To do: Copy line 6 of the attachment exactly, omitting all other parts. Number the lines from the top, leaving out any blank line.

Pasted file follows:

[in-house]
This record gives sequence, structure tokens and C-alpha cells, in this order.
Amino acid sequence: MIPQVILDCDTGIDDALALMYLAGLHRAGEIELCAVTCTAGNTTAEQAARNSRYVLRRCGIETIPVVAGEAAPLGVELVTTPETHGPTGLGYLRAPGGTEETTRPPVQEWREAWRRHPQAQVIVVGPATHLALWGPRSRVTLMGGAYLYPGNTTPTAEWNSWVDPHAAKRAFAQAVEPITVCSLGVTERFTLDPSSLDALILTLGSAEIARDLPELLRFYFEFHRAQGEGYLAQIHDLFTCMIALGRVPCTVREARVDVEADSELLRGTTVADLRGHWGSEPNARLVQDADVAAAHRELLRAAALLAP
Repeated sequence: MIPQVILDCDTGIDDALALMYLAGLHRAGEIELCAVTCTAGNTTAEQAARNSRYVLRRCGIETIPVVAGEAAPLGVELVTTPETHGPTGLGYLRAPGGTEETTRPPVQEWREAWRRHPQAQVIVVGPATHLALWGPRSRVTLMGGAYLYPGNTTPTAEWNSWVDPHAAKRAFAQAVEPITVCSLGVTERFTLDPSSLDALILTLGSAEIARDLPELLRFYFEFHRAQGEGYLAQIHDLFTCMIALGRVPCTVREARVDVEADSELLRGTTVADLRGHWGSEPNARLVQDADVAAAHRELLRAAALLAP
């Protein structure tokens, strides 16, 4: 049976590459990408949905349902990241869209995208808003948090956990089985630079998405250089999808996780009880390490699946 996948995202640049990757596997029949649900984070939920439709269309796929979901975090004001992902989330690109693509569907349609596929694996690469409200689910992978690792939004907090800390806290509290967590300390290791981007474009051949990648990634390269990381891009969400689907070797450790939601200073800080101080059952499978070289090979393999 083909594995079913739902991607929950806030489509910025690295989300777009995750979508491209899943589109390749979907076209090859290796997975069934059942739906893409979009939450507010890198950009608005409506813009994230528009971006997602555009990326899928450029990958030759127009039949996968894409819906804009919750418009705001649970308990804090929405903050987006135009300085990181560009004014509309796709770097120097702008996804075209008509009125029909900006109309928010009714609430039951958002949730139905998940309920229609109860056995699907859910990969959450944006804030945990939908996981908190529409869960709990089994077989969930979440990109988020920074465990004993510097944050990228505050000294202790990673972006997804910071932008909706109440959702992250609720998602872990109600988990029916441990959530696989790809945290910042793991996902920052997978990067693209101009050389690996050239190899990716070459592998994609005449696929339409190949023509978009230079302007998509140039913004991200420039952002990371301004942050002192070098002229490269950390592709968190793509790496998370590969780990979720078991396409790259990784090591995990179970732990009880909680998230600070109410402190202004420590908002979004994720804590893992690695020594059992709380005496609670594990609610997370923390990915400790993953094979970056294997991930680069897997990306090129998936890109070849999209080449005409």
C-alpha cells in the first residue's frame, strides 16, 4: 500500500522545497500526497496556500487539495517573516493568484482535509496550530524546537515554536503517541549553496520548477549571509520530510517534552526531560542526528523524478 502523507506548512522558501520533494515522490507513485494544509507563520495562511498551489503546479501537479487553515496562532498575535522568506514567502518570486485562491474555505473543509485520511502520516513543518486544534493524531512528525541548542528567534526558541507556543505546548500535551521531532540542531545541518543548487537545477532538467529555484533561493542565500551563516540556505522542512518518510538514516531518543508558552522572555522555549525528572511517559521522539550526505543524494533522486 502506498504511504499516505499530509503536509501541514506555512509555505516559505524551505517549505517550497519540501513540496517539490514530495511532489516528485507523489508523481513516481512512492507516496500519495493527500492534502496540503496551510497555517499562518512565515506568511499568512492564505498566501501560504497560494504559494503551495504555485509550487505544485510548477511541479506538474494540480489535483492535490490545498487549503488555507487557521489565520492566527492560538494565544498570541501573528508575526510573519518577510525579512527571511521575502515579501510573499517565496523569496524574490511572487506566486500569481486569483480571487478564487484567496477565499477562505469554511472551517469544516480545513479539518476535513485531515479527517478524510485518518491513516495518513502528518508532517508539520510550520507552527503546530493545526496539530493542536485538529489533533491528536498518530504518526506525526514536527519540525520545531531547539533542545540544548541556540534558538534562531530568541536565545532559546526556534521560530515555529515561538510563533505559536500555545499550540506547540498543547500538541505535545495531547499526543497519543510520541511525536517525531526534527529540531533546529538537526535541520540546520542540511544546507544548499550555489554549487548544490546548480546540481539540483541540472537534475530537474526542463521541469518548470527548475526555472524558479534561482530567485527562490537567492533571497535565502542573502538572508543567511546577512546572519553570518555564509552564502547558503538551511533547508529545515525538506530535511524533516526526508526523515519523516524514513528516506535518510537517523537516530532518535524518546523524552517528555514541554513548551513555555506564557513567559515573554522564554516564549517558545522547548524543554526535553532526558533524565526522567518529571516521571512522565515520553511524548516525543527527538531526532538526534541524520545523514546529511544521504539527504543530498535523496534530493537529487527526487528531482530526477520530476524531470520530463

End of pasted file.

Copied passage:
C-alpha cells in the first residue's frame, strides 16, 4: 500500500522545497500526497496556500487539495517573516493568484482535509496550530524546537515554536503517541549553496520548477549571509520530510517534552526531560542526528523524478 502523507506548512522558501520533494515522490507513485494544509507563520495562511498551489503546479501537479487553515496562532498575535522568506514567502518570486485562491474555505473543509485520511502520516513543518486544534493524531512528525541548542528567534526558541507556543505546548500535551521531532540542531545541518543548487537545477532538467529555484533561493542565500551563516540556505522542512518518510538514516531518543508558552522572555522555549525528572511517559521522539550526505543524494533522486 502506498504511504499516505499530509503536509501541514506555512509555505516559505524551505517549505517550497519540501513540496517539490514530495511532489516528485507523489508523481513516481512512492507516496500519495493527500492534502496540503496551510497555517499562518512565515506568511499568512492564505498566501501560504497560494504559494503551495504555485509550487505544485510548477511541479506538474494540480489535483492535490490545498487549503488555507487557521489565520492566527492560538494565544498570541501573528508575526510573519518577510525579512527571511521575502515579501510573499517565496523569496524574490511572487506566486500569481486569483480571487478564487484567496477565499477562505469554511472551517469544516480545513479539518476535513485531515479527517478524510485518518491513516495518513502528518508532517508539520510550520507552527503546530493545526496539530493542536485538529489533533491528536498518530504518526506525526514536527519540525520545531531547539533542545540544548541556540534558538534562531530568541536565545532559546526556534521560530515555529515561538510563533505559536500555545499550540506547540498543547500538541505535545495531547499526543497519543510520541511525536517525531526534527529540531533546529538537526535541520540546520542540511544546507544548499550555489554549487548544490546548480546540481539540483541540472537534475530537474526542463521541469518548470527548475526555472524558479534561482530567485527562490537567492533571497535565502542573502538572508543567511546577512546572519553570518555564509552564502547558503538551511533547508529545515525538506530535511524533516526526508526523515519523516524514513528516506535518510537517523537516530532518535524518546523524552517528555514541554513548551513555555506564557513567559515573554522564554516564549517558545522547548524543554526535553532526558533524565526522567518529571516521571512522565515520553511524548516525543527527538531526532538526534541524520545523514546529511544521504539527504543530498535523496534530493537529487527526487528531482530526477520530476524531470520530463